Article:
Why can't the LHC detect heavy particles?
It's not detecting the particles that is hard, it's making them in the collisions.
Although the LHC collision energy is 14TeV, collisions aren't between the protons but rather between individual quarks inside the protons. Since the energy is shared between the three quarks in a proton the actual quark-quark collision energy is a lot less than 14TeV. Even then, for various reasons to do with conservation of momentum not all that energy can go into creating new particles. The end result is that it's hard to create particles much about above a TeV in weight. More on this in What is the maximal particle mass one can create via the LHC? Can we create dark-matter particles via the LHC? if you want to pursue this further.
The upshot is that if the heavy particles have a mass much greater than a TeV the LHC can't create them, and obviously if they can't be created they can't be detected. All is not completely lost since we might be able to detect heavy particles indirectly by the influence they have on the collisions we can detect. Even so the upper mass limit is still restricted.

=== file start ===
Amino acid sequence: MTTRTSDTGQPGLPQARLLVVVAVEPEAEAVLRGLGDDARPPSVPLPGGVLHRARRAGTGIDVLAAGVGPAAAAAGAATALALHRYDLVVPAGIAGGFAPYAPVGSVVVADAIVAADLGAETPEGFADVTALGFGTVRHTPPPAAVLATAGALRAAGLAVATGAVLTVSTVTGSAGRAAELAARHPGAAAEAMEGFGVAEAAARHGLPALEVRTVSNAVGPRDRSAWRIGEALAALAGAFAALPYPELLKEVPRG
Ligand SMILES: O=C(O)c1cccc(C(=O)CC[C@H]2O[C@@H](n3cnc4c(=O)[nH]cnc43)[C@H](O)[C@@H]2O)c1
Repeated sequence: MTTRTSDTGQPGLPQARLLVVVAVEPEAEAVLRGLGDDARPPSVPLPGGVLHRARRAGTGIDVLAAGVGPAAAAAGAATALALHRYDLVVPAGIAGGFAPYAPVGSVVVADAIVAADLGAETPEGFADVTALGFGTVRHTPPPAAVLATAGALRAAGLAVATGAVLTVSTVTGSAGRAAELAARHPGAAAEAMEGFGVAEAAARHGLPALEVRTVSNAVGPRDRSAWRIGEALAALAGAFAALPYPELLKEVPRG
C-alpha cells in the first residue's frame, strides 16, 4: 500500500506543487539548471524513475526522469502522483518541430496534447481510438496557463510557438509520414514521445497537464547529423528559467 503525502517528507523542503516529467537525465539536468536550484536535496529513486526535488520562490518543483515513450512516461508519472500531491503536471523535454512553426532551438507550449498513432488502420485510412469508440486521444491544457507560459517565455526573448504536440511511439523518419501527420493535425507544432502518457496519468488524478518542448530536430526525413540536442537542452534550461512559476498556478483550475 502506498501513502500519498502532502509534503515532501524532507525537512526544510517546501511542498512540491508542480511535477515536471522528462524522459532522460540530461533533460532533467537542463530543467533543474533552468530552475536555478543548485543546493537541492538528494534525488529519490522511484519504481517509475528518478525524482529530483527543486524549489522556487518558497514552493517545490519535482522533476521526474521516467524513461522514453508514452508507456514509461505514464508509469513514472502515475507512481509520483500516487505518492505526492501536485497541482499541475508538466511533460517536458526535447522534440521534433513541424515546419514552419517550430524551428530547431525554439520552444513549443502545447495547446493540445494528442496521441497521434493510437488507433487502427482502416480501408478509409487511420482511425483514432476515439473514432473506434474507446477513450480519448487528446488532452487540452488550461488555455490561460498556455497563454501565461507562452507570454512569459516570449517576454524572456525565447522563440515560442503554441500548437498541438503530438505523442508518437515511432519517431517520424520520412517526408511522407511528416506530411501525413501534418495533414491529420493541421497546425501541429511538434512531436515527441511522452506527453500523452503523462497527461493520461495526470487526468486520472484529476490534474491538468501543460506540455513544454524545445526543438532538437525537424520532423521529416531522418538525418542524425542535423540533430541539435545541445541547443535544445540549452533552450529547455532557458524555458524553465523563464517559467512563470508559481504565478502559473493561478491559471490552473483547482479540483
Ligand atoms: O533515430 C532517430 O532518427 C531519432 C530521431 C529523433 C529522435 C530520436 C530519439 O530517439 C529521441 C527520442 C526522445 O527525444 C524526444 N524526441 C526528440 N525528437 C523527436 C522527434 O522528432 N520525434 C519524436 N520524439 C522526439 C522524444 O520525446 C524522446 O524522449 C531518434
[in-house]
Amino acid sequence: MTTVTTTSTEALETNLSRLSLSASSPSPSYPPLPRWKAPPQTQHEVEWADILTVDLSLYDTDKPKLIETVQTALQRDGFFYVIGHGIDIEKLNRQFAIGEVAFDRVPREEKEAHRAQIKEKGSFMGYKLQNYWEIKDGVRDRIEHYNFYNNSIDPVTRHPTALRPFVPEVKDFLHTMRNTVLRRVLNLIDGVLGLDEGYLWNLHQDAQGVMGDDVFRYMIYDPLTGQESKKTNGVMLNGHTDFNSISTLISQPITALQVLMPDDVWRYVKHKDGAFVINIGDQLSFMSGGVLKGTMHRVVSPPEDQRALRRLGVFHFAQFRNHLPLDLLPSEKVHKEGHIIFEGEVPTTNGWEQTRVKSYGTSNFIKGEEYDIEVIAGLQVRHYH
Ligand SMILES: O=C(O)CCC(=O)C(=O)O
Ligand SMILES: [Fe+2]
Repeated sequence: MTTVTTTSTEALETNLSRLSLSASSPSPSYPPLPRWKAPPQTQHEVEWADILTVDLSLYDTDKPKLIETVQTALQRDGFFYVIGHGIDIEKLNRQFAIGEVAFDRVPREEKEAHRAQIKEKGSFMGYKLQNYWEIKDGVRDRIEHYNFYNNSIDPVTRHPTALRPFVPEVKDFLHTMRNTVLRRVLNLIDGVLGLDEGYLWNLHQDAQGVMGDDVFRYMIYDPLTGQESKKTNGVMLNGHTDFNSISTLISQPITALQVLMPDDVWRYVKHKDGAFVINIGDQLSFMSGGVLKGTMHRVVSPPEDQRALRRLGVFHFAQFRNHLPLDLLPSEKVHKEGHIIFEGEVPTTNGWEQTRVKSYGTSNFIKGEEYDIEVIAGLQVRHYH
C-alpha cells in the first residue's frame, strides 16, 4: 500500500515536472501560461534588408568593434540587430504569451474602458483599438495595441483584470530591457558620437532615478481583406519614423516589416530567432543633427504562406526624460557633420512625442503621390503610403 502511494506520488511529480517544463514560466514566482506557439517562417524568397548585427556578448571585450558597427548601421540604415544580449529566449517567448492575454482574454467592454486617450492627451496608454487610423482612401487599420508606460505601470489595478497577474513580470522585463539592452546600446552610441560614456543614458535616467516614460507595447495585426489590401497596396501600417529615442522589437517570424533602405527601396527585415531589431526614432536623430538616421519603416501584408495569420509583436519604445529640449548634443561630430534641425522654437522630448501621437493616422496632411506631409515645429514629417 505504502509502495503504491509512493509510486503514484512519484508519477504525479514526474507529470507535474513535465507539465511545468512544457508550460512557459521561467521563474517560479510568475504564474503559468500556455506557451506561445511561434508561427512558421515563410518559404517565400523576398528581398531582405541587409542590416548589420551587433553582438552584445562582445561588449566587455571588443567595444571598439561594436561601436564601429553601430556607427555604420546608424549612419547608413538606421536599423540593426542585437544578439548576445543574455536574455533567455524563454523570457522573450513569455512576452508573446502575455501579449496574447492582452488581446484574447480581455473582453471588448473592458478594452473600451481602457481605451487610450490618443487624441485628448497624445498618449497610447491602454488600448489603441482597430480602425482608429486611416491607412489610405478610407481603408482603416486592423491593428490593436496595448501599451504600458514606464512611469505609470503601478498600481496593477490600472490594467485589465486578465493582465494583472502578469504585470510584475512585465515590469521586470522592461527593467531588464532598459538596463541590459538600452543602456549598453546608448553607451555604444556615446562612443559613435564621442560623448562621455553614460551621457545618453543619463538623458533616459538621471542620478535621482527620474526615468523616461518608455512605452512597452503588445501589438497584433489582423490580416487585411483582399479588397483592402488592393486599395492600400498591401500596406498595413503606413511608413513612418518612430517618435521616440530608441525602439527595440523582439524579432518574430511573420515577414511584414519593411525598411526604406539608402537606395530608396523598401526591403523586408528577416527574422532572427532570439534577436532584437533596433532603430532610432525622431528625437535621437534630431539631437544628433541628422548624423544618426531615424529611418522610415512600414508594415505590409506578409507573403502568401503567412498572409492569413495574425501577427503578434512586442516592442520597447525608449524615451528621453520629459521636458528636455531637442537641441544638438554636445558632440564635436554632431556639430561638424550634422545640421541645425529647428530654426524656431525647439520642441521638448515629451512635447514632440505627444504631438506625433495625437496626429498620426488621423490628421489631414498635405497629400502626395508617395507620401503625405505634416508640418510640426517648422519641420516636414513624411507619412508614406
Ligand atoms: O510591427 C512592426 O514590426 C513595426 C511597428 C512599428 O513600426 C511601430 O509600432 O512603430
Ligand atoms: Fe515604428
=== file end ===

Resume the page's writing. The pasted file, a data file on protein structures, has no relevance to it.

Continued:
As a consequence of $E=mc^2$, to create a heavy particle (i.e. large $m$) requires a large amount of energy ($E$). Since the LHC only generates a finite amount of energy in the collisions, there may be particles that are too heavy to be produced. This looks likely to be the case for superpartners (if they exist).